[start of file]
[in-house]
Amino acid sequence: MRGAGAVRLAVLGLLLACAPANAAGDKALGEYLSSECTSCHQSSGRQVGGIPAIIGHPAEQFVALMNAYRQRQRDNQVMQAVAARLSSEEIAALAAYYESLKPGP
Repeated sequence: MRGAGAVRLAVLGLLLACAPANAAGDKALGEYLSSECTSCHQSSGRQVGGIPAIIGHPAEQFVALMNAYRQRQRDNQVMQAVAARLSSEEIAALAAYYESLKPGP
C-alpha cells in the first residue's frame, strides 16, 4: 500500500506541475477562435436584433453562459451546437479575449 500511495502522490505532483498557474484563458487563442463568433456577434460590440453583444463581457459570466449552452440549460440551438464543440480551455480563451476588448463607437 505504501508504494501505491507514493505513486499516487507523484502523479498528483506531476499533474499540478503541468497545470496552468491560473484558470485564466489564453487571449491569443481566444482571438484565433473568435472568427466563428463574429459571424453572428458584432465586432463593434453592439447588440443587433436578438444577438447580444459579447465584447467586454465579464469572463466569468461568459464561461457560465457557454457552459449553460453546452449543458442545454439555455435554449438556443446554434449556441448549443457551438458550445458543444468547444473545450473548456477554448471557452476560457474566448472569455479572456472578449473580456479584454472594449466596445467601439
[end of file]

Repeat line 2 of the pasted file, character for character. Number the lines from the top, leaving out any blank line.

Amino acid sequence: MRGAGAVRLAVLGLLLACAPANAAGDKALGEYLSSECTSCHQSSGRQVGGIPAIIGHPAEQFVALMNAYRQRQRDNQVMQAVAARLSSEEIAALAAYYESLKPGP